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Effect of immune regulatory pathways after immunization with GMZ2 malaria vaccine candidate in healthy lifelong malaria-exposed adults

Publikation: Bidrag til tidsskriftTidsskriftartikelForskningfagfællebedømt

  • Odilon Nouatin
  • Ulysse Ateba Ngoa
  • Javier Ibáñez
  • Jean Claude Dejon-Agobe
  • Benjamin Mordmüller
  • Jean Ronald Edoa
  • Fabrice Mougeni
  • Sina Brückner
  • Aurore Bouyoukou Hounkpatin
  • Meral Esen
  • Theisen, Michael
  • Kabirou Moutairou
  • Stephen L Hoffman
  • Saadou Issifou
  • Adrian J F Luty
  • Marguerite M Loembe
  • Selidji Todagbé Agnandji
  • Bertrand Lell
  • Peter G Kremsner
  • Ayôla Akim Adegnika

BACKGROUND: Despite appreciable immunogenicity in malaria-naive populations, many candidate malaria vaccines are considerably less immunogenic in malaria-exposed populations. This could reflect induction of immune regulatory mechanisms involving Human Leukocyte Antigen G (HLA-G), regulatory T (Treg), and regulatory B (Breg) cells. Here, we addressed the question whether there is correlation between these immune regulatory pathways and both plasmablast frequencies and vaccine-specific IgG concentrations.

METHODS: Fifty Gabonese adults with lifelong exposure to Plasmodium spp were randomized to receive three doses of either 30 µg or 100 µg GMZ2-CAF01, or 100 µg GMZ2-alum, or control vaccine (rabies vaccine) at 4-week intervals. Only plasma and peripheral blood mononuclear cells isolated from blood samples collected before (D0) and 28 days after the third vaccination (D84) of 35 participants were used to measure sHLA-G levels and anti-GMZ2 IgG concentrations, and to quantify Treg, Breg and plasmablast cells. Vaccine efficacy was assessed using controlled human malaria infection (CHMI) by direct venous inoculation of Plasmodium falciparum sporozoites (PfSPZ Challenge).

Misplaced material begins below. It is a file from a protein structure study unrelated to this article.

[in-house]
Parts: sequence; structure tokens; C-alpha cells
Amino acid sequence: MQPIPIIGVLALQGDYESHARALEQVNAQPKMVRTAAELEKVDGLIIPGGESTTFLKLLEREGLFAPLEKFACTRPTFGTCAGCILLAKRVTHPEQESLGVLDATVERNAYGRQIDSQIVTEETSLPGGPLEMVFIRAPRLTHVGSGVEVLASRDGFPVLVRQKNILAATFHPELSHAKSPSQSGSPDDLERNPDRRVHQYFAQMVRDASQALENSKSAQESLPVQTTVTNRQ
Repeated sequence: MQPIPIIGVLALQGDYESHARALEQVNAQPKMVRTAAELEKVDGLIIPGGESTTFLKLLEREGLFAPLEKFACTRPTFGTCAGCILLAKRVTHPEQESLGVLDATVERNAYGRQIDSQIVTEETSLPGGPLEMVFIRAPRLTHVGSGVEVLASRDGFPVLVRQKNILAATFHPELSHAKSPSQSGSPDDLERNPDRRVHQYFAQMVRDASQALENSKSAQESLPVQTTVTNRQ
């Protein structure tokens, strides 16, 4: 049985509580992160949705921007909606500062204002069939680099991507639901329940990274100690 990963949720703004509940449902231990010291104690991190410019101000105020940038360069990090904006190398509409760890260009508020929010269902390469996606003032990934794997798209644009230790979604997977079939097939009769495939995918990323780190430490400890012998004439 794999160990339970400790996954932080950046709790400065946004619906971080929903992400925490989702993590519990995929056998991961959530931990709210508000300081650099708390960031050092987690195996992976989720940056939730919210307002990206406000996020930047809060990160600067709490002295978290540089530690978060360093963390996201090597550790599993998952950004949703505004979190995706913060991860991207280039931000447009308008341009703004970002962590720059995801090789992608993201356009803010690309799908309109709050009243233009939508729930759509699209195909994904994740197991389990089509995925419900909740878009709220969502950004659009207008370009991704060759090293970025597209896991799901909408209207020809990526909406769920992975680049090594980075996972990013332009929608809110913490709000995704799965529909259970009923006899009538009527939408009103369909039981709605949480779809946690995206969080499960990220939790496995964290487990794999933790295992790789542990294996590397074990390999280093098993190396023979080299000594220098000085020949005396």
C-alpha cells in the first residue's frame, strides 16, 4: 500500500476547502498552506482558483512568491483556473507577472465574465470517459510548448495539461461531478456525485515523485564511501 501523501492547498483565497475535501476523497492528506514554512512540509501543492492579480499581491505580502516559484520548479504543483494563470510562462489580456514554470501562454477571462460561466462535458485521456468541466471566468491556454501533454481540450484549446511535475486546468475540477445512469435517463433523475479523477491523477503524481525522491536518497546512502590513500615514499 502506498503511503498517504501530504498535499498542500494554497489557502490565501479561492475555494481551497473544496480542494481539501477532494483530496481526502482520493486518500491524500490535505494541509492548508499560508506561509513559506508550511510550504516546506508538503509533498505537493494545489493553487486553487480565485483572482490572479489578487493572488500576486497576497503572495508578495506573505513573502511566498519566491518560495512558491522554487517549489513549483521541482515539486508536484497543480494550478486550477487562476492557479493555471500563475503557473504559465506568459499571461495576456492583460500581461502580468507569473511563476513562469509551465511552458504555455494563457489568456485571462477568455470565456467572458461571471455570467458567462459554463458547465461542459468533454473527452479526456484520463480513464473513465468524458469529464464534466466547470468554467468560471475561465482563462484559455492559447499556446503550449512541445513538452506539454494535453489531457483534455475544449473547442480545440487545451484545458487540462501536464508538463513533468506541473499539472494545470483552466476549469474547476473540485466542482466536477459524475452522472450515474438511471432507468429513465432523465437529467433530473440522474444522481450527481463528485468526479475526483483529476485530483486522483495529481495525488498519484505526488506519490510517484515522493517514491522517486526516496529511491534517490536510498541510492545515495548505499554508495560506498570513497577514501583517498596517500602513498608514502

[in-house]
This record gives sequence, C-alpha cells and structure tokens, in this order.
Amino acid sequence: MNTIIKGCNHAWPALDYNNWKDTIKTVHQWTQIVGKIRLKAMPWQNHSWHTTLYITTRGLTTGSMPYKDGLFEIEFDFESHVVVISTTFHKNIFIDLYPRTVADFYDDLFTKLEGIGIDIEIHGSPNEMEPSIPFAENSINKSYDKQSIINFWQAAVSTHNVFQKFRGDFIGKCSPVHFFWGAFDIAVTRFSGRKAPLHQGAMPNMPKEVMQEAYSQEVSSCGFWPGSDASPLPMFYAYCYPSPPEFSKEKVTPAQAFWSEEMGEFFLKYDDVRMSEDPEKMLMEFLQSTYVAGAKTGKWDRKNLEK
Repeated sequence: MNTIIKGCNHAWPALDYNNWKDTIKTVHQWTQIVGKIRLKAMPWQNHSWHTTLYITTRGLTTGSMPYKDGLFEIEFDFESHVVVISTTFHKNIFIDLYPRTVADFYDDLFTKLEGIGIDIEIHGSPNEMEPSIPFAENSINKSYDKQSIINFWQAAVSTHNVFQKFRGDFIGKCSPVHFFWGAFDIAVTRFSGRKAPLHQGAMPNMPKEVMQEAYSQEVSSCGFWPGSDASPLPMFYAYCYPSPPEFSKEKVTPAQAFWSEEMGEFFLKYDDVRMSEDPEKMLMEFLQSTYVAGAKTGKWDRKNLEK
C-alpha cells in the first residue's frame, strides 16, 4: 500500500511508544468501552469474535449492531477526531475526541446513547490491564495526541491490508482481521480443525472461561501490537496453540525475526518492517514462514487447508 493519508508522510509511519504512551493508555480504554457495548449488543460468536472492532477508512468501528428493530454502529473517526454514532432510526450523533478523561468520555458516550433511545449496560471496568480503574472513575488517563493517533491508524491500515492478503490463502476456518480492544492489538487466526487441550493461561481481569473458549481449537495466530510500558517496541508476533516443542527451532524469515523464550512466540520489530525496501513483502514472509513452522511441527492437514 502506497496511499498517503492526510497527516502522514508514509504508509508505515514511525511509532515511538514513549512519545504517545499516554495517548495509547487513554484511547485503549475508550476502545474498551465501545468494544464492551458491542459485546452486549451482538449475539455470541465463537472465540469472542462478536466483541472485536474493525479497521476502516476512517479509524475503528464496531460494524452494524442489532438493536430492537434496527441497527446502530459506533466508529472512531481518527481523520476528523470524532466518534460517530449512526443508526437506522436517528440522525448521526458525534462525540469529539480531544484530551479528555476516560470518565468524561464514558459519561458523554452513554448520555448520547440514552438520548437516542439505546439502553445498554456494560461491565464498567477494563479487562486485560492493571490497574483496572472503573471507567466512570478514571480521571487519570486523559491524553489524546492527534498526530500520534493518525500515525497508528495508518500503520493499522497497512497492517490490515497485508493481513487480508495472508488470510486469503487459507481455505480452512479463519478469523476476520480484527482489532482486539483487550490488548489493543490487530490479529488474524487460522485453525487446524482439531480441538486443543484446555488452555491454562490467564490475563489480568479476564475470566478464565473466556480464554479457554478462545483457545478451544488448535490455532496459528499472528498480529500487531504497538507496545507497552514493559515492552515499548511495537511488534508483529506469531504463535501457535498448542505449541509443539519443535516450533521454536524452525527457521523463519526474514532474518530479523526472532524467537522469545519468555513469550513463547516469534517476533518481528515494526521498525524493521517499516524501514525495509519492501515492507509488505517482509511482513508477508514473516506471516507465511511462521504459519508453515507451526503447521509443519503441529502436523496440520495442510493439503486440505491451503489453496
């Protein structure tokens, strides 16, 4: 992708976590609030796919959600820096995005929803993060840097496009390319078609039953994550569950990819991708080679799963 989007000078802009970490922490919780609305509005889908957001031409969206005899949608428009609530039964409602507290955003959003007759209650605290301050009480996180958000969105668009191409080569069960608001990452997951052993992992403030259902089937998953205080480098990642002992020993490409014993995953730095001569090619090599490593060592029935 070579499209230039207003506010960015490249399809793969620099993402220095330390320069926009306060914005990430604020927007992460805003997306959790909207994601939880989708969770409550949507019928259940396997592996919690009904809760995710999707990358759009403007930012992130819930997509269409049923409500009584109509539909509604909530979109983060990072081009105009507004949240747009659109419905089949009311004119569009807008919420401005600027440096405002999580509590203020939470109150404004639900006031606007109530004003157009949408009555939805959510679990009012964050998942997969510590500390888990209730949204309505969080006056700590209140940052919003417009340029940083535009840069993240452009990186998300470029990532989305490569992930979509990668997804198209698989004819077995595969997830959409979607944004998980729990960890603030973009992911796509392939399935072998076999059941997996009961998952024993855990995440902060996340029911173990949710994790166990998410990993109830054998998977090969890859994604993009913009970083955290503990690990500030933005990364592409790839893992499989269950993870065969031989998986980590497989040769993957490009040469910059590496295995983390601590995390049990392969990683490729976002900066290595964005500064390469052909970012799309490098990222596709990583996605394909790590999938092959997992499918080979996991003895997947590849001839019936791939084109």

RESULTS: The sHLA-G concentration increased from D0 to D84 in all GMZ2 vaccinated participants and in the control group, whereas Treg frequencies increased only in those receiving 30 µg or 100 µg GMZ2-CAF01. The sHLA-G level on D84 was associated with a decrease of the anti-GMZ2 IgG concentration, whereas Treg frequencies on D0 or on D84, and Breg frequency on D84 were associated with lower plasmablast frequencies. Importantly, having a D84:D0 ratio of sHLA-G above the median was associated with an increased risk of P. falciparum infection after sporozoites injection.

CONCLUSION: Regulatory immune responses are induced following immunization. Stronger sHLA-G and Treg immune responses may suppress vaccine induced immune responses, and the magnitude of the sHLA-G response increased the risk of Plasmodium falciparum infection after CHMI. These findings could have implications for the design and testing of malaria vaccine candidates in semi-immune individuals.

OriginalsprogEngelsk
TidsskriftVaccine
Vol/bind38
Udgave nummer27
Sider (fra-til)4263-4272
Antal sider10
ISSN0264-410X
DOI
StatusUdgivet - 2 jun. 2020

ID: 241956708